NEW DELHI - When Mrs Manisha (who uses only her first name) was hospitalised with Covid-19 last month, the family thought it would be only for a few days.
But the 58-year-old's health started deteriorating even as medical bills have continued to mount, pushing the family increasingly deeper into a financial crisis.
"We had to sell our car. All our savings, whatever we had is gone. Doctors say that multiple organs have been affected," said Ms Swati, 29, who is pregnant and on maternity leave.
Mrs Manisha's husband died last year of a heart attack.
Ms Swati, the eldest of her three children, said: "My sister was working in the travel line. Then she lost her job. Now she has a job as a customer care executive. But she has not been able to log in. She is mentally not in that space."
Her husband, Mr Anil Kumar, a manager at an auto component factory, is not earning as the firm is not paying salaries till it reopens.
The family, which together was earning over 40,000 rupees (S$725) a month before the pandemic, started a fund-raiser on Ketto, an Indian online crowdfunding platform popular for raising funds for medical expenses.
"We don't even have jobs, so we can't take out a loan. We are trying everything. But the situation is getting worse. We feel like everything is closing in on us," said Mr Kumar, 31.
India's middle class is under attack and families like theirs are in danger of being pushed out, one impact of the Covid-19 pandemic.
According to an analysis by the US-based Pew Research Centre, India's middle class, identified as those earning between US$10 (S$13) and US$20 a day, shrank by a record 32 million in 2020. The middle class is estimated to be over 250 million.
This has ramifications for the entire country, as the growth of the middle class by 57 million people between 2011 and 2019 had been the star of India's economic success.
Comprising an estimated 28 per cent of the population, the middle class fuelled consumption, which drove economic growth and allowed people to pull themselves out of poverty.
Now what happens to it impacts the overall economy.
"The middle class catalyses a multiplier effect in the economy by contributing 70 per cent to the total consumer spending and reinforces the fiscal front of the economy by making 79 per cent of the total taxpayer base," said Mr Rajesh Mehta, an international consultant on public policy.
"With a billion people at the base of the wealth pyramid and at least 32 million people falling from the middle class section, India may face a middle-income trap wherein the poor won't be able to move up the ladder over the years, leading to a stagnant economy in the long term and a rise in urban poverty."
The question now is how deeply India's middle class has been affected following the second Covid-19 wave and how permanent the setbacks are. Many companies have introduced deep salary cuts and retrenchments, with 8.6 million salaried jobs lost from February to April, according to the Centre for Monitoring Indian Economy.
"There is no doubt that there is a dramatic reversal occurring right now. But is the job loss permanent? Some firms have replaced workers with machines. Some have switched from formal to informal (work). So people's earnings are not coming back," said Associate Professor Amit Basole, an economist from Azim Premji University.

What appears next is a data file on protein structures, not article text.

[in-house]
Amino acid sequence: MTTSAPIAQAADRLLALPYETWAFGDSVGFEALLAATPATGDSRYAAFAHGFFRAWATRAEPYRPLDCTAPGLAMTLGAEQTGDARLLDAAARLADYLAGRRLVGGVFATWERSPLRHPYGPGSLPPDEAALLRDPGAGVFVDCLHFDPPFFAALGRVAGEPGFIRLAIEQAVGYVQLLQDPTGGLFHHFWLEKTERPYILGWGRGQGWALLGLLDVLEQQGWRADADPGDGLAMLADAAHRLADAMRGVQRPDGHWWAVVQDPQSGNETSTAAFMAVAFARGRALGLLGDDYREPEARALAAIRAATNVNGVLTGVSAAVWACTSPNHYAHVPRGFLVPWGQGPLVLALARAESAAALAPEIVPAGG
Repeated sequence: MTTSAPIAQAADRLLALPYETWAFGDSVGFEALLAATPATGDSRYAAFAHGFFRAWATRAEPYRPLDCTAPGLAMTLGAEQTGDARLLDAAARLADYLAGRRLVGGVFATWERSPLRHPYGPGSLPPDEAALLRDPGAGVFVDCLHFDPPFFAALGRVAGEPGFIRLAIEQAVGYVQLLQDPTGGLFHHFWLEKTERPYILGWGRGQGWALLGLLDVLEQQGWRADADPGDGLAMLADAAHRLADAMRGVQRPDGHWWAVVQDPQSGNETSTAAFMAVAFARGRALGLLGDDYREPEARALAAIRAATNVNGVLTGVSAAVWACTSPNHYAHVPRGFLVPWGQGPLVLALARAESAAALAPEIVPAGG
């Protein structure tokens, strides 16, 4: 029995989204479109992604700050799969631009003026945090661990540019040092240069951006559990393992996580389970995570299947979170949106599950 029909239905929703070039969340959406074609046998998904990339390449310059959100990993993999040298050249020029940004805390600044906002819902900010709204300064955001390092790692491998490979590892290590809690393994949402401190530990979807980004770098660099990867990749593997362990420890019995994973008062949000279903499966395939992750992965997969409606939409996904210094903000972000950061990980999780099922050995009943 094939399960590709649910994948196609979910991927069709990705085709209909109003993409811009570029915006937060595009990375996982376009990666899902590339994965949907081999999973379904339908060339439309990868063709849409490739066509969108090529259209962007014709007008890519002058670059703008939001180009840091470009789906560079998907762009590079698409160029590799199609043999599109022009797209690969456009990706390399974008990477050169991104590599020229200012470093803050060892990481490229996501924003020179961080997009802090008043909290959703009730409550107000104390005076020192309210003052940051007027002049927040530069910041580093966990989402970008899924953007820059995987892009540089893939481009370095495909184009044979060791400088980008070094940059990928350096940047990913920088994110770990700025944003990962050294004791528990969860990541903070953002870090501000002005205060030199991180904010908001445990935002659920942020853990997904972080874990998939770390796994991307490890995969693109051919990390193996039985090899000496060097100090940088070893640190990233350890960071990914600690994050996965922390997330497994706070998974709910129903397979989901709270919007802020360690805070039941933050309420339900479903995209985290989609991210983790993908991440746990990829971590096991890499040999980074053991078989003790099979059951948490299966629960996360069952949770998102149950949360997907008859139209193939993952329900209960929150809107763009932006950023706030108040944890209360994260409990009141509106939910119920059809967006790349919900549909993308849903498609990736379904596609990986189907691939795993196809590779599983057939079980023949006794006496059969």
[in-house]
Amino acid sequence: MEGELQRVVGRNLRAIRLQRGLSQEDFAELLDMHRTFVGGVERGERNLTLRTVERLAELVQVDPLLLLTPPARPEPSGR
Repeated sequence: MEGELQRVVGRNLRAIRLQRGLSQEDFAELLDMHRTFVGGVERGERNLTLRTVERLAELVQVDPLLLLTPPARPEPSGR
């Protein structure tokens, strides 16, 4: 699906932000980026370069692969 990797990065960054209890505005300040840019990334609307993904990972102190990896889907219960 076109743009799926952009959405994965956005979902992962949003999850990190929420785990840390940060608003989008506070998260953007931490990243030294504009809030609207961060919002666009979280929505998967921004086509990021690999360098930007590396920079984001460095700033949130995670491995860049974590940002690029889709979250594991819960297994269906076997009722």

The hollowing out of the middle class has wider consequences, he said.
"Poverty has increased, as well as inequality, and the poor have lost more than the rich," he said.
Even before the pandemic began last year, the Indian economy was seeing slowing growth on the back of inadequate employment, falling consumption and reduced government spending. The economy in 2020 contracted by 7.3 per cent.
"The pandemic hit on top of a troubled economy, where households were already indebted and stressed. The effects are going to be complicated," said Prof Basole.
For many, the pandemic wiped out opportunities.
In February last year, Mr Jaishankar Kumar Bharti, 37, was filled with hope for a stable future after buying an auto-rickshaw, a motorised three-wheeler, to drive passengers in the capital city, Delhi.
But then a 21-day national lockdown last March to curb the spread of the coronavirus shut down all economic activity. Just when things were beginning to pick up, a second, more devastating wave hit this April.
Mr Bharti, who grew up in poverty, with his father earning a mere 700 rupees a month as a mill worker, had by then fallen behind on his monthly loan payments of 15,000 rupees, leading to his vehicle being repossessed by the private financier this month.
His middle-class dreams are now under threat as Mr Bharti, who used to earn 50,000 rupees a month as a driver before the pandemic, wonders how he will educate his two sons, the elder of whom is 13 and dreams of being a scientist.
"Before the pandemic, I bought my son a top-quality science book for 700 ruppees. If he asks me now, where will I go?" said Mr Bharti. "I'm struggling and I'm failing."
He now hopes to get a job as a personal chauffeur earning 20,000 rupees. But even that is fraught with difficulty, with Delhi currently under a lockdown that is being eased in phases. "If not for the pandemic," he said, "I would be doing great."